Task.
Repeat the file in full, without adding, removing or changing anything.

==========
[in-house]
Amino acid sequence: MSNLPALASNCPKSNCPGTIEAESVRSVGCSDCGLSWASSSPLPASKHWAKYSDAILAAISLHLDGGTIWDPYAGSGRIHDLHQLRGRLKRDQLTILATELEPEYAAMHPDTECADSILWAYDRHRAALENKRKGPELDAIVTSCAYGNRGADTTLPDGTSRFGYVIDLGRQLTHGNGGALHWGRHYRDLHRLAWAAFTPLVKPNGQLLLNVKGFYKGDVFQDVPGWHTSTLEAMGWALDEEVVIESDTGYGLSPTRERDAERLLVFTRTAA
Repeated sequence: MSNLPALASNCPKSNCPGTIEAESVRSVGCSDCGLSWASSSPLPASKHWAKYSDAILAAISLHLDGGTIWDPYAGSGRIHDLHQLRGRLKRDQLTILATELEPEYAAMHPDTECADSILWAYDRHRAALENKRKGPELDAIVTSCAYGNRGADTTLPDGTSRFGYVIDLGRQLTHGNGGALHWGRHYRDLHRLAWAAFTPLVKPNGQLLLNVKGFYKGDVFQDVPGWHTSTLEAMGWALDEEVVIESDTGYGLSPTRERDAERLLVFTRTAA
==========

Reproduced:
[in-house]
Amino acid sequence: MSNLPALASNCPKSNCPGTIEAESVRSVGCSDCGLSWASSSPLPASKHWAKYSDAILAAISLHLDGGTIWDPYAGSGRIHDLHQLRGRLKRDQLTILATELEPEYAAMHPDTECADSILWAYDRHRAALENKRKGPELDAIVTSCAYGNRGADTTLPDGTSRFGYVIDLGRQLTHGNGGALHWGRHYRDLHRLAWAAFTPLVKPNGQLLLNVKGFYKGDVFQDVPGWHTSTLEAMGWALDEEVVIESDTGYGLSPTRERDAERLLVFTRTAA
Repeated sequence: MSNLPALASNCPKSNCPGTIEAESVRSVGCSDCGLSWASSSPLPASKHWAKYSDAILAAISLHLDGGTIWDPYAGSGRIHDLHQLRGRLKRDQLTILATELEPEYAAMHPDTECADSILWAYDRHRAALENKRKGPELDAIVTSCAYGNRGADTTLPDGTSRFGYVIDLGRQLTHGNGGALHWGRHYRDLHRLAWAAFTPLVKPNGQLLLNVKGFYKGDVFQDVPGWHTSTLEAMGWALDEEVVIESDTGYGLSPTRERDAERLLVFTRTAA